I recently drove (yes, by myself) to Chicago to retrieve some of my possessions that have been in my mother's house for decades. Among the items, I picked up a set of dishes left to me by my maternal grandmother, a plaque for the Amherst College championship basketball team I managed, family photos and photo albums from my youth, and three giant boxes of letters dated 1987-1995. Reading through the notes has been a joy but also a learning process. I'd like to share some of what I've realized.
First, I feel incredibly lucky to have had a lot of people in my life who consistently let me know they were thinking about me. My mother, father, stepmother, grandmother, Uruguayan AFS sister (KI), and high school friends (in particular, TvS, MM, ARK, NBB) were great correspondents during my entire time in college. They all wrote regularly, sharing their thoughts about what was going on in their lives and asking me about what I was up to. In college, my two roommates (LPdJP and DD) left me supportive notes and funny messages. Then, after graduation, I kept in touch with college friends (SC/JK, SP, and JJ) and friends from my first job (AS, FS, and J&AL) for years through the USPS. These letters engendered a surge of gratitude for the supportive family and friends I have.
Second, I'm amazed with how many of the letters begin with the apology, "I'm sorry it's taken me so long to write back to you," or the corollary, "I'm glad I finally got your letter." Reading the words now and seeing the volume of mail generated over time, I focus on the kindness in writing rather than the perceived slight of allowing time between notes. Better late than never is a cliché because it's true. I realize that any time I got a letter, I felt the effort that went into writing and sending it, whether I had written to that person a while ago or recently. There's no time limit on telling someone that he/she/they is/are on your mind.
Third, I've known that my Spanish language skills have atrophied, but I didn't realize how much. Several of my regular pen pals (HG most notably) wrote to me in Spanish. While I know I understood the words when the letters arrived, I no longer can read every word. If you want to keep knowledge, you have to practice it.
Fourth, I love reading letters from former students, but am reminded to think about those who don't write because they're following the "If you don't have anything nice to say, don't say anything" rule. The vast majority of kids who take the time to write do so either at their parents' urging or because they liked the class or my part in it. Reading those notes this summer helped refill my tank after what was a hard year (not just for me and not only pedagogically, but that too). On the flipside, I know that most of the kids who don't like my course or my teaching don't let me know. I did get to review one glorious note complaining about my teaching. One youngster who didn't sign the note wrote, "I know you said you 'don't want to spoon feed us,' but you are the teacher and that's your job, and that is what the students' parents pay the big bucks for." Well said, anonymous voice of the people! The missive's writer also gave me concrete suggestions to aid student learning. Alas, I wish more students, even anonymously, would make me better at doing this job. I'm glad to remember always to work toward improving.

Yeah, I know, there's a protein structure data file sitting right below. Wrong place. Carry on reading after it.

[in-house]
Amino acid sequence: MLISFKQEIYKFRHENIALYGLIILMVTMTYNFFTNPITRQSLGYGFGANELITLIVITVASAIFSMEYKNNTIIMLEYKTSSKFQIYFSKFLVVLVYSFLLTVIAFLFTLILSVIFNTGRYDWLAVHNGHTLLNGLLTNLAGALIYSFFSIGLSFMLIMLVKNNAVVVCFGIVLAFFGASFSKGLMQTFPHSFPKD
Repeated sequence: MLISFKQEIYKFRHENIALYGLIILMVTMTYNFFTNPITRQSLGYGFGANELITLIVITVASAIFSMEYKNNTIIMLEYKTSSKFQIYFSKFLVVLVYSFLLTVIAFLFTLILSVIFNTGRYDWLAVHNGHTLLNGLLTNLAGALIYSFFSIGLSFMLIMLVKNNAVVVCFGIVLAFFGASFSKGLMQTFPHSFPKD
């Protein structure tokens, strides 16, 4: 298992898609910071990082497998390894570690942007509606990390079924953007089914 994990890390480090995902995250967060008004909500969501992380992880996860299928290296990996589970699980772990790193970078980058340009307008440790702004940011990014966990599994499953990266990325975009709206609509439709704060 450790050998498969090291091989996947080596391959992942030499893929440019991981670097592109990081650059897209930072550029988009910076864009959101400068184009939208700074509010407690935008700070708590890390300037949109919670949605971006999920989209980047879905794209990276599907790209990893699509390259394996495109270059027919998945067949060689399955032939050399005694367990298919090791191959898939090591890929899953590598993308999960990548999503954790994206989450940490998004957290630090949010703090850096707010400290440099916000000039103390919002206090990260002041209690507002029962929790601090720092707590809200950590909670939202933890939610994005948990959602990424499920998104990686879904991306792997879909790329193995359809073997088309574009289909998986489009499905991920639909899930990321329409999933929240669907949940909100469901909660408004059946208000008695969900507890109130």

Fifth, I shouldn't take photos that don't have people in them. Before everything was digital, I took photos on actual film and brought my photos to the pharmacy to have double prints made. (I always made doubles, so I could easily give away one of each. Now, I have two copies of every photo that came out horrible and one of the better ones.) Looking back, I see the scenery and can't remember why I thought I'd like to be able to look at that image again. I have photos of churches and Chinatowns in unknown cities, empty sports fields, close-ups of flowers and branches in summer and winter, and busy streets in neighborhoods to which I'm unlikely to return. I don't need those photos, but the photos of people are wonderful. It's so nice to see the faces. From now on, I'm not going to bother with the scenery -- if I need images of a place, that's what Google image searches were invented for.
Sixth, I don't need to keep the letters. I had such a great time reading everything over; then I sorted it into piles by correspondent and sent packets of letters back to the most prolific writers. While people have digital records of emails, I'm guessing most of my friends didn't save photocopies of their hand-written mail. I hope they have as much fun as I did reading their notes. My favorites involved people considering major life decisions (LP thinking about going to med school, even though that would mean completing a post-bac-pre-med program OR JK deciding that he wanted to become an environmental lawyer because he could make a difference) that I now know to have been made, completed, and successful. What a joy for my friends to get to read about their temporary angst from the vantage point of the present. I anticipate their receipt of these packages.
Seventh, and this one is clearly connected to the last one, I appreciated the reminder that the troubles of the present are just that, today's problems. While today has its own issues (in particular the last two years), today's issues won't all persist. I like the reminder that time passes and many of our stresses work themselves out. Another cliché that came to me while reading was that this too shall pass. I appreciate knowing that many of my concerns that seem big in the moment will minimize over time.
Do you save things? Have you taken the time to look through those mementos recently? Or do you read letters once and recycle them? I'd love to read your thoughts in the comments.